With a majority of the country under orders to stay home due to COVID-19, there has already been a dramatic drop in auto sales, miles driven, and accident frequency. As many states further extend shelter-at-home guidelines through the end of May or longer, the pandemic is likely to have a long-lasting industry impact.
For automotive lenders, the implications are already becoming clear. Call duration is up 50% as worried consumers reach out about loans, overwhelming call centers and limiting lender availability. Meanwhile, total loss resolution remains a time-consuming process, further stretching resources as lenders adapt to a fully remote working environment.
How did we get here?
Before the COVID-19 pandemic, auto loans were increasing in number and length. Consumers were purchasing cars with up to seven-year loans, extending beyond the typical three-year vehicle maintenance warranty.
In fact, according to Experian, the average loan term length in the U.S. is just over 69 months, and 85% of new vehicles are purchased with financing. That means a large share of vehicles up to six or seven years of age likely have an outstanding loan balance.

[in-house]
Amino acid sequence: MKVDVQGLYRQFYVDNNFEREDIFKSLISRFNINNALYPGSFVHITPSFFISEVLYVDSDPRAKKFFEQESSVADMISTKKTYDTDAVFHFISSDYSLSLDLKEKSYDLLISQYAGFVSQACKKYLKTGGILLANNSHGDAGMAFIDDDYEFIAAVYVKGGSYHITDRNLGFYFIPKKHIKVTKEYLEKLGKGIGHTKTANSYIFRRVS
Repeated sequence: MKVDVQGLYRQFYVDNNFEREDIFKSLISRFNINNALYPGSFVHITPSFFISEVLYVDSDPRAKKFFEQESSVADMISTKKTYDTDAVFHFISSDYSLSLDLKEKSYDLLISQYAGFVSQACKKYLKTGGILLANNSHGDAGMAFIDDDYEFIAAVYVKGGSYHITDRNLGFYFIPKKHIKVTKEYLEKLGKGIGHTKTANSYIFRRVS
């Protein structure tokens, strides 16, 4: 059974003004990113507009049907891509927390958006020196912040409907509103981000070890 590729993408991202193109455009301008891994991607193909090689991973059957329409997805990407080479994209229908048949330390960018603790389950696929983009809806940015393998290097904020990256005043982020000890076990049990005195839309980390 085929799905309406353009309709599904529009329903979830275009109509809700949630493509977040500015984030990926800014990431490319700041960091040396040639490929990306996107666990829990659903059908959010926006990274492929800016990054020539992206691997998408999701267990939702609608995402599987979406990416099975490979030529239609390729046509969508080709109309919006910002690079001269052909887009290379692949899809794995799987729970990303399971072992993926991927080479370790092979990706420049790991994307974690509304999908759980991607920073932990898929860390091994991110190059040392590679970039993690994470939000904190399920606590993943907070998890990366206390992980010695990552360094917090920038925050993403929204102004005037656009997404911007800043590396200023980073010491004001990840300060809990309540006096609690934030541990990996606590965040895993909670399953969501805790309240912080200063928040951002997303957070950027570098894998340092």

With more than 40 million Americans filing for unemployment since mid-March, consumers may find themselves defaulting on loans or refinancing as they look to stretch limited income across competing priorities.
Negative equity already hit record highs in April, making up 44% of new vehicle sales — an average of $5,571. These numbers are likely to climb even higher as unemployment rates increase and markets struggle to regain traction.
Many could be facing prolonged unemployment while the economy reopens and adapts to the “new normal” — whatever that may be. And with impending bills to pay and families to support, more and more consumers will turn to lenders for loan help and guidance.
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